Stock markets tumble on fears of recession

A trader works on the floor of the New York Stock Exchange during morning trading on Sept. 22, 2011 in New York City.

Bob Moon: A day I can sum up in one word: Ugh. Investors were grunting today over plunging stocks, oil, even gold. Prices of seemingly everything except U.S. Treasury bonds tumbled around the world. There was worrying economic data out of China. And a French official was quoted as saying 16 European banks will be ordered to shore up their cash reserves at once.

Mostly, though, yesterday's move by the Fed to prime the U.S. economic pump seems to have done more immediate harm than good. As Stacey Vanek Smith reports, the Fed's words spoke louder than its actions.


Stacey Vanek Smith: The Federal Reserve unveiled Operation Twist yesterday, but today it was the "why" that had investors worried.

Jack Ablin is chief investment officer for Harris Private Bank.

Jack Albin: When you have the nation's largest economic cheerleader say there are significant downsides to their forecasts, that sends shivers out there.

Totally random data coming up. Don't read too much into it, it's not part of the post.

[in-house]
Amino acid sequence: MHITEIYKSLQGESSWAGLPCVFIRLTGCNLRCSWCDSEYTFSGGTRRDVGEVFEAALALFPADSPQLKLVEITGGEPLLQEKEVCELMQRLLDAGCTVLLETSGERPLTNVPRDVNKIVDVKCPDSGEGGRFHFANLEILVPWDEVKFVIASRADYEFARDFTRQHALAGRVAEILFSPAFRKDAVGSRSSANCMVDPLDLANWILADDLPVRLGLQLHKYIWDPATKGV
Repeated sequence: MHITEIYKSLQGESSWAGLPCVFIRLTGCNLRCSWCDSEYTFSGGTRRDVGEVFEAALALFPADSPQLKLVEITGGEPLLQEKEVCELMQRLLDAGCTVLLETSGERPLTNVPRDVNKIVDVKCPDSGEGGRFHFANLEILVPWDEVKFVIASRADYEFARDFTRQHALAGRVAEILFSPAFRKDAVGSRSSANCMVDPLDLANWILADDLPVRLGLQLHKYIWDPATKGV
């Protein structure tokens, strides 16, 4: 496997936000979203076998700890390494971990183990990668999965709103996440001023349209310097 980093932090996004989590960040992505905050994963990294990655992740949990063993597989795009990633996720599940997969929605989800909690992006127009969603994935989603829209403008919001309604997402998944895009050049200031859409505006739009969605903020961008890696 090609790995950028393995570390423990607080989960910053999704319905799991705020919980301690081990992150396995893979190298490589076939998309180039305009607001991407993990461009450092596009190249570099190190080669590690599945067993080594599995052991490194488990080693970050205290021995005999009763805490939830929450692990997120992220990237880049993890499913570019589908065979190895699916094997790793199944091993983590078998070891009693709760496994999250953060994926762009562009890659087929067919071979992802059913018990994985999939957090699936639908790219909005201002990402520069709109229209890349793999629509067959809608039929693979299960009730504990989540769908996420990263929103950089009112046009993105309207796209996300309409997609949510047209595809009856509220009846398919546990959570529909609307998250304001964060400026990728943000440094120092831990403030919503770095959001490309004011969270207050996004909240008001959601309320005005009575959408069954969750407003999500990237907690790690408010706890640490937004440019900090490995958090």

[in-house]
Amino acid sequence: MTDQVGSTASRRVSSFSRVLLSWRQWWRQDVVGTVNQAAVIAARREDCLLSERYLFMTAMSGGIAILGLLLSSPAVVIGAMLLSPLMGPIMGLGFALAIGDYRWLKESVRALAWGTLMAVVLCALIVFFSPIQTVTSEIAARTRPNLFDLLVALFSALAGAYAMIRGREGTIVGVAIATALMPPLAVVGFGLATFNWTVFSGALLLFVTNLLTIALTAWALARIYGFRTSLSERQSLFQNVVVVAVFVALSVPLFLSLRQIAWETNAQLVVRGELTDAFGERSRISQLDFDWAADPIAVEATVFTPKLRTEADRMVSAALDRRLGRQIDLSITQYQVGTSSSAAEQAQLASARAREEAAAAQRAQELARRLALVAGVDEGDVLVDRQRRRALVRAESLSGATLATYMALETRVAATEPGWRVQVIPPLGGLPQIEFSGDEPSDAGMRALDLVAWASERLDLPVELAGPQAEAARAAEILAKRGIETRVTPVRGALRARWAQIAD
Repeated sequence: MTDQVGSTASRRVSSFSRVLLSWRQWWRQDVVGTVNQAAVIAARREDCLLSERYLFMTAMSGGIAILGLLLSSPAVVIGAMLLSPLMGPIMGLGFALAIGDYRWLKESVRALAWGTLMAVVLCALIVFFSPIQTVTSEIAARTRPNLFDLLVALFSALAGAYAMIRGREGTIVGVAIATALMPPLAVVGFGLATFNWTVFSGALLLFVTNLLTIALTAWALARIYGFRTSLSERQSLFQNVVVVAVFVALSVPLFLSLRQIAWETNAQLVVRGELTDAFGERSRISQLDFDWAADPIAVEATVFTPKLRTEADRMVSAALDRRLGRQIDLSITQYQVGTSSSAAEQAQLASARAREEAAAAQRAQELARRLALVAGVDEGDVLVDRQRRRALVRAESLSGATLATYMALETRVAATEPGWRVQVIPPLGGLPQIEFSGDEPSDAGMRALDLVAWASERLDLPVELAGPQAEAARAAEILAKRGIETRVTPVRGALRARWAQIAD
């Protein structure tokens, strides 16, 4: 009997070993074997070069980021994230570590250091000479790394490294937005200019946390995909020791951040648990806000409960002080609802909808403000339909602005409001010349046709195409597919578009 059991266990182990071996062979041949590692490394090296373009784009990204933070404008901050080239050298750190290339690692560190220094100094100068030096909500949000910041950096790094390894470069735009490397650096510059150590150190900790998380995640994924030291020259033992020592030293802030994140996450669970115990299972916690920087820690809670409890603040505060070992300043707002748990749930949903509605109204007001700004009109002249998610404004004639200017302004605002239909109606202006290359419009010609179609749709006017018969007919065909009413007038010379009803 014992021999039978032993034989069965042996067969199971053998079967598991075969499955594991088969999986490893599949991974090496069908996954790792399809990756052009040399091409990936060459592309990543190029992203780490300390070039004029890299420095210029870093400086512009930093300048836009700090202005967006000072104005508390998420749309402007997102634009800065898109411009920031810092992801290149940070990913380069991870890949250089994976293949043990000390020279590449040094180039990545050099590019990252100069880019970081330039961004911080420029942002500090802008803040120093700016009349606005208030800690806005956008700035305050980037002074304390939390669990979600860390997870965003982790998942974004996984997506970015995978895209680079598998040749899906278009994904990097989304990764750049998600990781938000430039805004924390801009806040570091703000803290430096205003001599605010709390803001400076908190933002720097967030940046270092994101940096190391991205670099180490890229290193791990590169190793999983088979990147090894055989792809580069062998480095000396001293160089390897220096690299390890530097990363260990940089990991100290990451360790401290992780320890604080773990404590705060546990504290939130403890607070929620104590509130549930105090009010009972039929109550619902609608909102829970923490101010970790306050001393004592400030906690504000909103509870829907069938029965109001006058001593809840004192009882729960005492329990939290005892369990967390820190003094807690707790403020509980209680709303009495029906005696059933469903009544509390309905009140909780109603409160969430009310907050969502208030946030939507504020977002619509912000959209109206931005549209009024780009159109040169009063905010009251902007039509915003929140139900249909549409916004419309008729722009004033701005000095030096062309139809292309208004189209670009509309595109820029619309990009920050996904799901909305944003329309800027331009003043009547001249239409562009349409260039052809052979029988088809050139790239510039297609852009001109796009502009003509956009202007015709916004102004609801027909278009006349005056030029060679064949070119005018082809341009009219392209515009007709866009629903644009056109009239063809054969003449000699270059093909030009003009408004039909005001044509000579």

The Fed's exact words were: "There are significant downside risks to the economic outlook, including strains in global financial markets." That's Fed-speak for: The economy is looking worse. And the plan itself -- buying $400 billion worth of long-term bonds -- may not do much to change that.

Investment adviser Gary Shilling calls it:

Gary Shilling: A clear revelation that the Fed has run out of ammunition.

At a time when there is no shortage of economic threats -- unemployment, a depressed housing market, political gridlock, not to mention the situation in Europe. Fear that all of those things will lead to another recession is what's really plaguing the markets, says Georgetown finance professor James Angel.

James Angel: When the Fed came out and said, 'yeah it's bad out there.' Everybody said, 'Oh no.'

Angel says investors were looking for reassurance from the Fed yesterday.

Angel: When the Fed says there's going to be continued weakness in the economy and it's so weak that we're going into another major Fed operation here, that in itself is a signal.

A signal confirming investor's fears. A little bit like the Fed saying, 'Actually America, that dress does make you look fat.'

In New York, I'm Stacey Vanek Smith for Marketplace.

About the author

Stacey Vanek Smith is a senior reporter for Marketplace, where she covers banking, consumer finance, housing and advertising.

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